Since a writer can be not writing and still be a writer; can be not writing poems and still be a poet — or, be writing all the time and feel just as silent (or silenced, or unread) as the writer or poet who has been “abandoned by words,” Collis almost convinces us that writing, or poetry, in the Anthropocene is not necessarily preferable to silence, especially if the silence is itself a form of resistance or activism. What is there to say, now, that doesn’t end up sounding fatuous or absurd? What does a poet feel when boxes of his or her unsold books are returned by the publisher? Collis tells us from his own experience, one that many poets share. Even so, the dream of the common good must be kept alive, and I would insist that poets will always be on the side of such dreams, since this “good” is the nature of poetic imagination.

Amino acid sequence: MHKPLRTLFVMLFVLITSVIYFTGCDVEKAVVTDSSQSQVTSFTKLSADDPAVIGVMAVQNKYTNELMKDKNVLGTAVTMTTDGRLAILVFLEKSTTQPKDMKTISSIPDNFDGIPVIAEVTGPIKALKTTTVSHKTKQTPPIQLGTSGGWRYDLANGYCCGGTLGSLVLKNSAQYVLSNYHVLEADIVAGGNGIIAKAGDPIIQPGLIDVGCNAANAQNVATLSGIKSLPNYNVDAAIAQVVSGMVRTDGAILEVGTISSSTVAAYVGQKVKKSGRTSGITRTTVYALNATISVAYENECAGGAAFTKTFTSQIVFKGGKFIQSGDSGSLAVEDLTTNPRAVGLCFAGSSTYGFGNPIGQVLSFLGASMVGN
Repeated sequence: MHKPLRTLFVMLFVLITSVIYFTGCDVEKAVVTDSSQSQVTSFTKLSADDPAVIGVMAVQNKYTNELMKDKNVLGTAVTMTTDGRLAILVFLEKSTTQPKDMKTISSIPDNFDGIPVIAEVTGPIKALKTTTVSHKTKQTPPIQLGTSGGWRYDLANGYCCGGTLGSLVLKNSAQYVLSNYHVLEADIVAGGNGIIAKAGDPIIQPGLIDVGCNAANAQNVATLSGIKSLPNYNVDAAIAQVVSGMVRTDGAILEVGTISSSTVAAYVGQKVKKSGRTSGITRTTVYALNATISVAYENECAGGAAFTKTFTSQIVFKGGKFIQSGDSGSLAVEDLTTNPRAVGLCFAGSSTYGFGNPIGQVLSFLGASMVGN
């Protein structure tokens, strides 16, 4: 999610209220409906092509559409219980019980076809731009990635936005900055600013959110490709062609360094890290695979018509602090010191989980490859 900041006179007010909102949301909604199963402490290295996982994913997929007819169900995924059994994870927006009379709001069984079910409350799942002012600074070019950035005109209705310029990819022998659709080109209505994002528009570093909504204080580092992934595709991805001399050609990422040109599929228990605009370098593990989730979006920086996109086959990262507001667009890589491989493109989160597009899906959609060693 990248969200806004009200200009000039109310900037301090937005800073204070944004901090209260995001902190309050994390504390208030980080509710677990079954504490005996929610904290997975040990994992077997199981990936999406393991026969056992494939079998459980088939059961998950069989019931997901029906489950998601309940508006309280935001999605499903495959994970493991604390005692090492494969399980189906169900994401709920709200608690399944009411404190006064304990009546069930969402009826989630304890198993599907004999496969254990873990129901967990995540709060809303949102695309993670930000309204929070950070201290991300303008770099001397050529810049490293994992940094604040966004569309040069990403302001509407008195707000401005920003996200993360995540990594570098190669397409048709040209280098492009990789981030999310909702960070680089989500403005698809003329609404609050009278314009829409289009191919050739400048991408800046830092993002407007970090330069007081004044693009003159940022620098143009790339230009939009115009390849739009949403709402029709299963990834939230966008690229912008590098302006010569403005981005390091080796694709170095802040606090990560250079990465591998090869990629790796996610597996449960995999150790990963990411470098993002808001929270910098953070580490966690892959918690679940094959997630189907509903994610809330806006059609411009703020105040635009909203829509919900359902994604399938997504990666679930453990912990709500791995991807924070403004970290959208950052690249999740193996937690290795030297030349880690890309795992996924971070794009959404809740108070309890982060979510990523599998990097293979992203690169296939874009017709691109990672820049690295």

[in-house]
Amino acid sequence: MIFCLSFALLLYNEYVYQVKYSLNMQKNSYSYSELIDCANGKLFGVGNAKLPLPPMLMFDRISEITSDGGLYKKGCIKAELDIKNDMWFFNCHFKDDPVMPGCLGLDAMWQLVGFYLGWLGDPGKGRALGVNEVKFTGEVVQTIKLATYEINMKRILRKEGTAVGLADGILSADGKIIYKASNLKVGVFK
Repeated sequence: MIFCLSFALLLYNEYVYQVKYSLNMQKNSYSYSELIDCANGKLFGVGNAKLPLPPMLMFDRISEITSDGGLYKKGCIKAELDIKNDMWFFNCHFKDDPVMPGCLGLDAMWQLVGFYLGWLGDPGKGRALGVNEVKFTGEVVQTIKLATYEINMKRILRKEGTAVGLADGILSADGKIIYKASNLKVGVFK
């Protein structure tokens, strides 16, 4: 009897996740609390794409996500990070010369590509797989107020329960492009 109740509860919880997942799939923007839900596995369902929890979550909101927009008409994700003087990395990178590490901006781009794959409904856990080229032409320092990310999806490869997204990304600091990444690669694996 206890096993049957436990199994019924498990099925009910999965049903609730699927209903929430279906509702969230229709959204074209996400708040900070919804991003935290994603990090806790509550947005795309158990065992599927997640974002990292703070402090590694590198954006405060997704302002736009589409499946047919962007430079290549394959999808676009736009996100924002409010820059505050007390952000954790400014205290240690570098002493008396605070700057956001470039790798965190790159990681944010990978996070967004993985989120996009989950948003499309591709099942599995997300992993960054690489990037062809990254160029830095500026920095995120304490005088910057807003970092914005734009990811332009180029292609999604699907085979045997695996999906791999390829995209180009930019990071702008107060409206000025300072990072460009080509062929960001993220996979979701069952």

The question of silence, of the content of the unwritten, of the failure to write one’s “good masterpiece of work” (Webb quoting the unfortunate anarchist activist Nikola Sacco), and the questions that arise from such a decision, or gift, or catastrophe, is what Collis attempts to unpack, in a number of directions and dimensions, in this book. In its Montaigne-like spirit of essay-ing forth, Collis explores the “silence” that both threatens and educates the writer. A prolific writer himself, and a serious political activist, Collis is appalled by the prospect of silence — of being silenced or of self-silencing. He had earlier confided this fear to his sister Gail, whose death in 2002 is present in this book’s often-elegiac tone. It was Gail who, during a walk with Collis in Vancouver, had given him the advice that set his compass westward, toward Phyllis Webb and Salt Spring Island: “Poetry is your way of writing all ways at once. It is your revolutionary path.”